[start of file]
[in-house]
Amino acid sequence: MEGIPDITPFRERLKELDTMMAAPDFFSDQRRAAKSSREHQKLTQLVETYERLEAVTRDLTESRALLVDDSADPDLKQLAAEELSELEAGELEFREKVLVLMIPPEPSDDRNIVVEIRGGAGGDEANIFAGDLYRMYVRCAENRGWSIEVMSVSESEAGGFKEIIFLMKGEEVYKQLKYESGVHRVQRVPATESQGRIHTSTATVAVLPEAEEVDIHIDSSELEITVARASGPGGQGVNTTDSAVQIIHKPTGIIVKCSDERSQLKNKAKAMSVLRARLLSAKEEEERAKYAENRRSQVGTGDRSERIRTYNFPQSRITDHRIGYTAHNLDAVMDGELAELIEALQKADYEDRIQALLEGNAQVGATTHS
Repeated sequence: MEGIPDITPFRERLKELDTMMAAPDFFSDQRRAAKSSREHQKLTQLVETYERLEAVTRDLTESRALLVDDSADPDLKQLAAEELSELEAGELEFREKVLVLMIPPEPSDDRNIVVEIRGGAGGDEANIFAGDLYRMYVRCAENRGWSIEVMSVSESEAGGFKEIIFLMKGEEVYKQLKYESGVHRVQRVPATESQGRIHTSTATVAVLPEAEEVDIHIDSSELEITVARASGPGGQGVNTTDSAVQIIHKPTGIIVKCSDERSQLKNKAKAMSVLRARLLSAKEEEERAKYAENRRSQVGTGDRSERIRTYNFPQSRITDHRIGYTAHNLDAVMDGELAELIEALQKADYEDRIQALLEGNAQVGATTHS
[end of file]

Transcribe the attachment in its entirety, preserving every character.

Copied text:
[in-house]
Amino acid sequence: MEGIPDITPFRERLKELDTMMAAPDFFSDQRRAAKSSREHQKLTQLVETYERLEAVTRDLTESRALLVDDSADPDLKQLAAEELSELEAGELEFREKVLVLMIPPEPSDDRNIVVEIRGGAGGDEANIFAGDLYRMYVRCAENRGWSIEVMSVSESEAGGFKEIIFLMKGEEVYKQLKYESGVHRVQRVPATESQGRIHTSTATVAVLPEAEEVDIHIDSSELEITVARASGPGGQGVNTTDSAVQIIHKPTGIIVKCSDERSQLKNKAKAMSVLRARLLSAKEEEERAKYAENRRSQVGTGDRSERIRTYNFPQSRITDHRIGYTAHNLDAVMDGELAELIEALQKADYEDRIQALLEGNAQVGATTHS
Repeated sequence: MEGIPDITPFRERLKELDTMMAAPDFFSDQRRAAKSSREHQKLTQLVETYERLEAVTRDLTESRALLVDDSADPDLKQLAAEELSELEAGELEFREKVLVLMIPPEPSDDRNIVVEIRGGAGGDEANIFAGDLYRMYVRCAENRGWSIEVMSVSESEAGGFKEIIFLMKGEEVYKQLKYESGVHRVQRVPATESQGRIHTSTATVAVLPEAEEVDIHIDSSELEITVARASGPGGQGVNTTDSAVQIIHKPTGIIVKCSDERSQLKNKAKAMSVLRARLLSAKEEEERAKYAENRRSQVGTGDRSERIRTYNFPQSRITDHRIGYTAHNLDAVMDGELAELIEALQKADYEDRIQALLEGNAQVGATTHS